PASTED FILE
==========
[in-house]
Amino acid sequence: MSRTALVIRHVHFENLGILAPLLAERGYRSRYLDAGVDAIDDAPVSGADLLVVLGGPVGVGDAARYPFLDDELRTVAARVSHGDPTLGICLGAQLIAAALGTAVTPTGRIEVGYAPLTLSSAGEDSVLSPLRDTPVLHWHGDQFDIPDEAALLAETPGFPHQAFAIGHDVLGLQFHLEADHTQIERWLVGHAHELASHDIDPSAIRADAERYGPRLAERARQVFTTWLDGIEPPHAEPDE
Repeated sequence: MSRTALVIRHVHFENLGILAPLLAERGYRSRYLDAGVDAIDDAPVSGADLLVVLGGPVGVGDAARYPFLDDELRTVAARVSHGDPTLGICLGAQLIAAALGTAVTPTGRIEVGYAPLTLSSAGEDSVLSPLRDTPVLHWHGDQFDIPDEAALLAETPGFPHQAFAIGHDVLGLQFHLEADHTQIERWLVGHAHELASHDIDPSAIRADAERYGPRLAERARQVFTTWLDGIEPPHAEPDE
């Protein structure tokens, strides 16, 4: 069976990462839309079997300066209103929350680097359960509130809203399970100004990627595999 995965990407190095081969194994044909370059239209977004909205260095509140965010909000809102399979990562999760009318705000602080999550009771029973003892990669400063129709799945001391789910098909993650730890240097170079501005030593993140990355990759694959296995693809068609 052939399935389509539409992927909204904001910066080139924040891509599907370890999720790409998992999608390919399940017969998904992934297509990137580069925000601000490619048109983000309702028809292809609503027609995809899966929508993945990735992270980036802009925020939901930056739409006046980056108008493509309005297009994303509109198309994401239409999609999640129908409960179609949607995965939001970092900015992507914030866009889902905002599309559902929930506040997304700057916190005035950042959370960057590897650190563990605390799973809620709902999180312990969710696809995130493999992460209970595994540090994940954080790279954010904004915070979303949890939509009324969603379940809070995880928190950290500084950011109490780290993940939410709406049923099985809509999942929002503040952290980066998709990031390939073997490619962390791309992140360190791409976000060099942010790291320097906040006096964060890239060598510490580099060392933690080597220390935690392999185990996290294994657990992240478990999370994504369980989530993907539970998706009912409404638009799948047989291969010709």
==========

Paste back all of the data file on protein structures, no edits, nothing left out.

[in-house]
Amino acid sequence: MSRTALVIRHVHFENLGILAPLLAERGYRSRYLDAGVDAIDDAPVSGADLLVVLGGPVGVGDAARYPFLDDELRTVAARVSHGDPTLGICLGAQLIAAALGTAVTPTGRIEVGYAPLTLSSAGEDSVLSPLRDTPVLHWHGDQFDIPDEAALLAETPGFPHQAFAIGHDVLGLQFHLEADHTQIERWLVGHAHELASHDIDPSAIRADAERYGPRLAERARQVFTTWLDGIEPPHAEPDE
Repeated sequence: MSRTALVIRHVHFENLGILAPLLAERGYRSRYLDAGVDAIDDAPVSGADLLVVLGGPVGVGDAARYPFLDDELRTVAARVSHGDPTLGICLGAQLIAAALGTAVTPTGRIEVGYAPLTLSSAGEDSVLSPLRDTPVLHWHGDQFDIPDEAALLAETPGFPHQAFAIGHDVLGLQFHLEADHTQIERWLVGHAHELASHDIDPSAIRADAERYGPRLAERARQVFTTWLDGIEPPHAEPDE
């Protein structure tokens, strides 16, 4: 069976990462839309079997300066209103929350680097359960509130809203399970100004990627595999 995965990407190095081969194994044909370059239209977004909205260095509140965010909000809102399979990562999760009318705000602080999550009771029973003892990669400063129709799945001391789910098909993650730890240097170079501005030593993140990355990759694959296995693809068609 052939399935389509539409992927909204904001910066080139924040891509599907370890999720790409998992999608390919399940017969998904992934297509990137580069925000601000490619048109983000309702028809292809609503027609995809899966929508993945990735992270980036802009925020939901930056739409006046980056108008493509309005297009994303509109198309994401239409999609999640129908409960179609949607995965939001970092900015992507914030866009889902905002599309559902929930506040997304700057916190005035950042959370960057590897650190563990605390799973809620709902999180312990969710696809995130493999992460209970595994540090994940954080790279954010904004915070979303949890939509009324969603379940809070995880928190950290500084950011109490780290993940939410709406049923099985809509999942929002503040952290980066998709990031390939073997490619962390791309992140360190791409976000060099942010790291320097906040006096964060890239060598510490580099060392933690080597220390935690392999185990996290294994657990992240478990999370994504369980989530993907539970998706009912409404638009799948047989291969010709």